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Abstract, n. – [Latin, ab(s), from + trahere, to draw] 1. Conceived apart from concrete realities, specific objects or actual instances. 2. Expressing a quality or characteristic apart from any specific object, instance or practice, as in Justice, Poverty, Speed. 3. Theoretical. 4. Art; non-representational, not representing things realistically. 5. To summarize, to reach the epitome. 6. Something that concentrates in itself the essential qualities of anything more extensive or more general, the essence.
Abstract artists try to express the epitome and the essence of what they see and feel—the important inner realities of life. Rather than paint in a figurative way, abstract artists attempt to depict the numinous, show the unseen and express the mystical.
To do that, they work in symbols.[caption id="attachment_23770" align="alignright" width="512"] Abstract art done by Baha'i artist Hooper Dunbar[/caption]
Those symbols create a visual language that stands for the transcendental, the meditative and the timeless—the vital and yet invisible keys to human existence.
In much of the world, and for many centuries, representational art attempted to reproduce objects and people in perspective, creating an illusion of our visible reality. But with the invention of the camera, artists found that they could depart from the purely physical and figurative and seek to find a spiritual dimension in their art.
Abstract art possesses the ability to express and explore abstract concepts. This unique idea can elevate art to a spiritual plane, because no other creature has the power to consider, ponder and conceive in the abstract. Our capability to think and feel and perceive in abstract intellectual and spiritual terms, the Baha’i teachings tell us, belongs solely and uniquely to the human imagination:
Man has accurately determined that the sun is stationary while the earth revolves about it. The animal cannot do this. Man perceives the mirage to be an illusion. This is beyond the power of the animal. The animal can only know through sense impressions and cannot grasp intellectual realities. The animal cannot conceive of the power of thought. This is an abstract intellectual matter and not limited to the senses. The animal is incapable of knowing that the earth is round. In brief, abstract intellectual phenomena are human powers. - Abdu'l-Baha, The Promulgation of Universal Peace, p. 240.
In fact, the idea of abstraction goes far beyond just our intellectual abilities, the Baha’i writings say. They call the soul and the intellect themselves abstractions:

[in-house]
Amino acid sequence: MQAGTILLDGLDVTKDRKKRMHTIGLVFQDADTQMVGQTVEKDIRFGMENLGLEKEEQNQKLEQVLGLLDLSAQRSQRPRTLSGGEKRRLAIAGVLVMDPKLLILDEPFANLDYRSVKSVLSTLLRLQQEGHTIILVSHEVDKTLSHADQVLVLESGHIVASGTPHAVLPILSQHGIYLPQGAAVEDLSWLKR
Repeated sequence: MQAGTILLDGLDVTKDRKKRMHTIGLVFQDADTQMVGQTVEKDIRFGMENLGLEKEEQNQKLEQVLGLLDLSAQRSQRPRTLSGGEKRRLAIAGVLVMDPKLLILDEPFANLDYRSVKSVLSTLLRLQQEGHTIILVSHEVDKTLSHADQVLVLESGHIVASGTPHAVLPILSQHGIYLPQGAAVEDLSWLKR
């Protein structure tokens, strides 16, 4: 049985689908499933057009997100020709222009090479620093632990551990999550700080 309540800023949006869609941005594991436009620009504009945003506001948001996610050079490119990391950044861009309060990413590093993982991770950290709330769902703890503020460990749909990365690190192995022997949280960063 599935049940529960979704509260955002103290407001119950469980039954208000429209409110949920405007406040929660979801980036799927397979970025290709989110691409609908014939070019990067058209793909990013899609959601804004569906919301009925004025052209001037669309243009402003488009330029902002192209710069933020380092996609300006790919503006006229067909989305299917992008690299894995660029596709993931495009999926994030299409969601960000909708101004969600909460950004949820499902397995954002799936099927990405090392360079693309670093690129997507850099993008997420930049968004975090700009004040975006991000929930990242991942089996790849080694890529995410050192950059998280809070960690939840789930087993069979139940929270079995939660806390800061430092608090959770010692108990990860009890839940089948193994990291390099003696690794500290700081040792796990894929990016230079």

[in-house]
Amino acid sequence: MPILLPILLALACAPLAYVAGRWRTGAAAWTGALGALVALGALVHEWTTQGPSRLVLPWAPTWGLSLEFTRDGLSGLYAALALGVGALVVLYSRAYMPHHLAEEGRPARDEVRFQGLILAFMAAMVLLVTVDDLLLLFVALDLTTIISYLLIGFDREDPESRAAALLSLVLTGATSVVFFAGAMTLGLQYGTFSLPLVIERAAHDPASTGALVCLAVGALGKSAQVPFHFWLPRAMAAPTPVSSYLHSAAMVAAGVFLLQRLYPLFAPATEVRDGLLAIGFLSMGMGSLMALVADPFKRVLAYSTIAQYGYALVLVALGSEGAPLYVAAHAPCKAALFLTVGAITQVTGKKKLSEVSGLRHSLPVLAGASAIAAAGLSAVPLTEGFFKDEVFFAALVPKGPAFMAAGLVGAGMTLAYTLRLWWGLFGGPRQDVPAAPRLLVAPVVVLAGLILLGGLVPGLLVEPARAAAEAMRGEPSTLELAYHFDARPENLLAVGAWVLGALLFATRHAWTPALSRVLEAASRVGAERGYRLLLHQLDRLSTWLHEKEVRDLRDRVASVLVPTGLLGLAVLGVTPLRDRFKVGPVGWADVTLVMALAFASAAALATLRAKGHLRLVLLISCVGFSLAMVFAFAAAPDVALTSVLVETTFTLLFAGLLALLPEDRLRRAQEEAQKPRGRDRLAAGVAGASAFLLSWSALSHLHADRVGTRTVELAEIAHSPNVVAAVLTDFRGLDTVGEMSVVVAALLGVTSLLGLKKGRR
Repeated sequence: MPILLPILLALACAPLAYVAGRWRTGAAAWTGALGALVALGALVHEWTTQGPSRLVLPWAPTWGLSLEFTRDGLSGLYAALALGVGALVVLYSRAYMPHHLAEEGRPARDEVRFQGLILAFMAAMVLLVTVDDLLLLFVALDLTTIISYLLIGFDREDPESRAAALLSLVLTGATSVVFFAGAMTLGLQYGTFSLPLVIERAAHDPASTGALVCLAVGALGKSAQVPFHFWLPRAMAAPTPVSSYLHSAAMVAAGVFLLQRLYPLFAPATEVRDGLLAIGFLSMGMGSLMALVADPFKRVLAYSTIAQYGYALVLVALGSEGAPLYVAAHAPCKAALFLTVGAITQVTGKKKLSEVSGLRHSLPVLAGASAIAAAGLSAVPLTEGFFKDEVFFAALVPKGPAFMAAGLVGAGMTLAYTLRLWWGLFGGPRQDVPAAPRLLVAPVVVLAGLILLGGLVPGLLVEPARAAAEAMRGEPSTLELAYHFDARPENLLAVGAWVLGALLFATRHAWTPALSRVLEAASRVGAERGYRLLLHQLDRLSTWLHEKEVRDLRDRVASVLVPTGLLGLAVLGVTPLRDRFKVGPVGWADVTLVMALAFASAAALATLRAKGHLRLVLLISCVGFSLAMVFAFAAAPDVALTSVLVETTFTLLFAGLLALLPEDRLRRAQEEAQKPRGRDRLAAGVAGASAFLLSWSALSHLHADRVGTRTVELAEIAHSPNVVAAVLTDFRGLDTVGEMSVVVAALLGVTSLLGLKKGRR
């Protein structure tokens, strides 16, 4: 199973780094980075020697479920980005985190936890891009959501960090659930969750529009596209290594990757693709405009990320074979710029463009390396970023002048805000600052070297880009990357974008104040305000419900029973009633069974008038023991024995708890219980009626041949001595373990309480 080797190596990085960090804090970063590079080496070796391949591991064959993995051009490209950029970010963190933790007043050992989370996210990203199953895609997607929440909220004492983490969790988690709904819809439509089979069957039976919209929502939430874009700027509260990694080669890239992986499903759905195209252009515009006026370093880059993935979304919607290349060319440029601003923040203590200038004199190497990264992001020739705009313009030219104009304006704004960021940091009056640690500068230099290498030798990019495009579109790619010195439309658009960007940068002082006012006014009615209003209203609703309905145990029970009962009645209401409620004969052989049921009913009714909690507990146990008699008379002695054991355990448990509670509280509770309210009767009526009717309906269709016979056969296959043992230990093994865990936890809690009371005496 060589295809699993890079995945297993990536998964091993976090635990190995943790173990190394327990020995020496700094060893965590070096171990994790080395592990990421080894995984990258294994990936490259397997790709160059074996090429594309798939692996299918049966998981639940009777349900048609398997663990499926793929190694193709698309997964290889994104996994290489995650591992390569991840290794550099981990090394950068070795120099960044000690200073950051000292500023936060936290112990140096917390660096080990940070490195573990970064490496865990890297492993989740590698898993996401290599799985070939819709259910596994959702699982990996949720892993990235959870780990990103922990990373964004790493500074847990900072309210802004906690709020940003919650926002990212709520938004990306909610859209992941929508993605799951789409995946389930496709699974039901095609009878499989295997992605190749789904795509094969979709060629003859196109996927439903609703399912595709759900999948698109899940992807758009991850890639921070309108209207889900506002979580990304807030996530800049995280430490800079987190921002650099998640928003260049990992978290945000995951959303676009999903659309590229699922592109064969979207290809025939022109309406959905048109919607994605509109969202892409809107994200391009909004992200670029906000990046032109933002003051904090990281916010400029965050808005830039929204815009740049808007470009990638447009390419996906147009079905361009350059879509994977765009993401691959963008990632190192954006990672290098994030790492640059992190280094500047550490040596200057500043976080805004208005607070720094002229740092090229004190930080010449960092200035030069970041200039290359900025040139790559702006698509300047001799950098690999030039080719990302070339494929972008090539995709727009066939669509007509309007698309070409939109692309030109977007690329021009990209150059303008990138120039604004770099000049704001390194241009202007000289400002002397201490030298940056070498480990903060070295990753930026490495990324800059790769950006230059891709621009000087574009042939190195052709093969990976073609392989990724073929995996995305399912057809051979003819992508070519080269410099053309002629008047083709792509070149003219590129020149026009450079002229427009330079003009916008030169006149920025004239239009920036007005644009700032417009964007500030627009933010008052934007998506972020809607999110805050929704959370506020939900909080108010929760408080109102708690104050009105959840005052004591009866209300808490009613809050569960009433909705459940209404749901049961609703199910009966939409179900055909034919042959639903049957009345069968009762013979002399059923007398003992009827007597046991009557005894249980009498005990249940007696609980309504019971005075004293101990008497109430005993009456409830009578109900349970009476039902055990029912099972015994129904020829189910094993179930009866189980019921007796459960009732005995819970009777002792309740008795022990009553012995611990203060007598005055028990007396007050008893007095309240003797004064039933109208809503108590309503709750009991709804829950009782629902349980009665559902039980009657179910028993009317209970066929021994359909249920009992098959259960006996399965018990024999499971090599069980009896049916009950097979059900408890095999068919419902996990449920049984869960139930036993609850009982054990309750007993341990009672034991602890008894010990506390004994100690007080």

The human body is in space; the soul has no place in space. Space is a quality of material things and that which is not material does not partake of space. The soul, like the intellect, is an abstraction. - Abdu'l-Baha, Divine Philosophy, p. 127.
Baha’is believe that the matchless power of abstraction, our inherent capacity for going beyond the obvious, comes to us as a gift from God:
[caption id="attachment_23775" align="alignright" width="512"] Abstract art done by Baha'i artist Hooper Dunbar[/caption]
God has created man lofty and noble, made him a dominant factor in creation. He has specialized man with supreme bestowals, conferred upon him mind, perception, memory, abstraction and the powers of the senses. These gifts of God to man were intended to make him the manifestation of divine virtues, a radiant light in the world of creation, a source of life and the agency of constructiveness in the infinite fields of existence. - Abdu'l-Baha, The Promulgation of Universal Peace, p. 352.
The Baha’i artist Hooper Dunbar’s paintings exhibit that gift of abstraction by drawing a landscape of the inner self, depicting the light and darkness that intertwine in each of us.[caption id="attachment_23771" align="alignright" width="512"] Abstract art done by Baha'i artist Hooper Dunbar[/caption]
Because life itself comes from the light and heat of the sun, Dunbar’s work finds ways of depicting light that go beyond mere form, transcending the physical and evoking the spiritual. His paintings unearth the sublime, reminding us that art can help us remain open to receiving that intuitive light of knowledge. This understanding crystallizes into various forms and reflections on the canvas, and in the soul.
These three new Hooper Dunbar paintings, each created while he meditated on the verities of the Baha’i teachings, may help you see beyond the material world and immerse your inner being in the ocean of spiritual life:
Meditation is the key for opening the doors of mysteries. In that state man abstracts himself: in that state man withdraws himself from all outside objects; in that subjective mood he is immersed in the ocean of spiritual life and can unfold the secrets of things-in-themselves. - Abdu'l-Baha, Paris Talks, p. 175.